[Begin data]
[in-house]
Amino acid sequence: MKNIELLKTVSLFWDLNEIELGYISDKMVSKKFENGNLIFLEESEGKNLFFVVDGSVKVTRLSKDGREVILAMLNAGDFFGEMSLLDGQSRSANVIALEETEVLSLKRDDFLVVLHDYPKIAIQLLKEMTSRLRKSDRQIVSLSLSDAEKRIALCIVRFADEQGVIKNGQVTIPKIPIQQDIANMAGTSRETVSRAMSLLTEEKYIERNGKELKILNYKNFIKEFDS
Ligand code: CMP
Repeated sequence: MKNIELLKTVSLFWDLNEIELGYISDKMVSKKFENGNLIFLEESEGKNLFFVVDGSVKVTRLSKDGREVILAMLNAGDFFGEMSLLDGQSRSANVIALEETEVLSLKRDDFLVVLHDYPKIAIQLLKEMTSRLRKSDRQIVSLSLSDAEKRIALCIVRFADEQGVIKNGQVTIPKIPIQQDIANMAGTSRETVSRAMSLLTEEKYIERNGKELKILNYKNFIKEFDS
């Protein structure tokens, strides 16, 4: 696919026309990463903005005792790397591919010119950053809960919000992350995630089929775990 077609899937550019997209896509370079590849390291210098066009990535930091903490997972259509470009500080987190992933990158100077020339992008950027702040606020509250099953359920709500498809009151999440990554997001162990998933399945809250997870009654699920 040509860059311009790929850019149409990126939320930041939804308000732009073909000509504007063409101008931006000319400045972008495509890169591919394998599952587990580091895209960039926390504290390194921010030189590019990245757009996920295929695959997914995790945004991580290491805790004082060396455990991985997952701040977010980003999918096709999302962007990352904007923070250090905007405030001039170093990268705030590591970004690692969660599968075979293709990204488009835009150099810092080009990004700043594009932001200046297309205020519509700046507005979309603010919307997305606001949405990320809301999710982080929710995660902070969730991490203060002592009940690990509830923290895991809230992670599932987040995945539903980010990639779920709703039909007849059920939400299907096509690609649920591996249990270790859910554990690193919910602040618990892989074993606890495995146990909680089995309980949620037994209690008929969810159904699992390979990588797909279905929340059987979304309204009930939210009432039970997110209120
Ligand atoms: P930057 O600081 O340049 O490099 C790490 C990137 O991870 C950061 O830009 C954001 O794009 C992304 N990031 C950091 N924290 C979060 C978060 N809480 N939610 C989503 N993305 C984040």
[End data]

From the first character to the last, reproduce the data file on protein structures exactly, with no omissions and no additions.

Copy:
[in-house]
Amino acid sequence: MKNIELLKTVSLFWDLNEIELGYISDKMVSKKFENGNLIFLEESEGKNLFFVVDGSVKVTRLSKDGREVILAMLNAGDFFGEMSLLDGQSRSANVIALEETEVLSLKRDDFLVVLHDYPKIAIQLLKEMTSRLRKSDRQIVSLSLSDAEKRIALCIVRFADEQGVIKNGQVTIPKIPIQQDIANMAGTSRETVSRAMSLLTEEKYIERNGKELKILNYKNFIKEFDS
Ligand code: CMP
Repeated sequence: MKNIELLKTVSLFWDLNEIELGYISDKMVSKKFENGNLIFLEESEGKNLFFVVDGSVKVTRLSKDGREVILAMLNAGDFFGEMSLLDGQSRSANVIALEETEVLSLKRDDFLVVLHDYPKIAIQLLKEMTSRLRKSDRQIVSLSLSDAEKRIALCIVRFADEQGVIKNGQVTIPKIPIQQDIANMAGTSRETVSRAMSLLTEEKYIERNGKELKILNYKNFIKEFDS
């Protein structure tokens, strides 16, 4: 696919026309990463903005005792790397591919010119950053809960919000992350995630089929775990 077609899937550019997209896509370079590849390291210098066009990535930091903490997972259509470009500080987190992933990158100077020339992008950027702040606020509250099953359920709500498809009151999440990554997001162990998933399945809250997870009654699920 040509860059311009790929850019149409990126939320930041939804308000732009073909000509504007063409101008931006000319400045972008495509890169591919394998599952587990580091895209960039926390504290390194921010030189590019990245757009996920295929695959997914995790945004991580290491805790004082060396455990991985997952701040977010980003999918096709999302962007990352904007923070250090905007405030001039170093990268705030590591970004690692969660599968075979293709990204488009835009150099810092080009990004700043594009932001200046297309205020519509700046507005979309603010919307997305606001949405990320809301999710982080929710995660902070969730991490203060002592009940690990509830923290895991809230992670599932987040995945539903980010990639779920709703039909007849059920939400299907096509690609649920591996249990270790859910554990690193919910602040618990892989074993606890495995146990909680089995309980949620037994209690008929969810159904699992390979990588797909279905929340059987979304309204009930939210009432039970997110209120
Ligand atoms: P930057 O600081 O340049 O490099 C790490 C990137 O991870 C950061 O830009 C954001 O794009 C992304 N990031 C950091 N924290 C979060 C978060 N809480 N939610 C989503 N993305 C984040």